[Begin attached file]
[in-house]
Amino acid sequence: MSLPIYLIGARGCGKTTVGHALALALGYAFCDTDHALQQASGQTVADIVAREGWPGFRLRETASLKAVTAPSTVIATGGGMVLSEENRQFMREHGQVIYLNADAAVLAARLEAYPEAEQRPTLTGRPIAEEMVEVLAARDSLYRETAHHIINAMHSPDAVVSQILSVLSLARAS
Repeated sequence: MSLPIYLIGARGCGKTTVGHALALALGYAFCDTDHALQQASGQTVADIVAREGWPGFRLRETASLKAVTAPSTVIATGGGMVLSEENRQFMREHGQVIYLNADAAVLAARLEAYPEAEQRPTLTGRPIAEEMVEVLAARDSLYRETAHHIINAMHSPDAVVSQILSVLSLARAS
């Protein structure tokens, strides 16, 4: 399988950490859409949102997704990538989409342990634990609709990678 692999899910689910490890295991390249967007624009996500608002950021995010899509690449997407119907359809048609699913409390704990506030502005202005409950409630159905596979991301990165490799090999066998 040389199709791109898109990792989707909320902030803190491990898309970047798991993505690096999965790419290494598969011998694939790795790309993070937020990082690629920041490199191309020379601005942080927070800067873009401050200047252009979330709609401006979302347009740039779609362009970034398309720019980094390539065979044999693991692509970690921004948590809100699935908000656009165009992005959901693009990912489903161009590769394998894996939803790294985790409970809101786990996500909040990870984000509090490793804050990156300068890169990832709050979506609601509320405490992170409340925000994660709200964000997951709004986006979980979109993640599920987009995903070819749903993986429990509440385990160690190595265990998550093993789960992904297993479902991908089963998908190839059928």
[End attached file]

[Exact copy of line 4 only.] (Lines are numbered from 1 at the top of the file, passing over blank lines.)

């Protein structure tokens, strides 16, 4: 399988950490859409949102997704990538989409342990634990609709990678 692999899910689910490890295991390249967007624009996500608002950021995010899509690449997407119907359809048609699913409390704990506030502005202005409950409630159905596979991301990165490799090999066998 040389199709791109898109990792989707909320902030803190491990898309970047798991993505690096999965790419290494598969011998694939790795790309993070937020990082690629920041490199191309020379601005942080927070800067873009401050200047252009979330709609401006979302347009740039779609362009970034398309720019980094390539065979044999693991692509970690921004948590809100699935908000656009165009992005959901693009990912489903161009590769394998894996939803790294985790409970809101786990996500909040990870984000509090490793804050990156300068890169990832709050979506609601509320405490992170409340925000994660709200964000997951709004986006979980979109993640599920987009995903070819749903993986429990509440385990160690190595265990998550093993789960992904297993479902991908089963998908190839059928």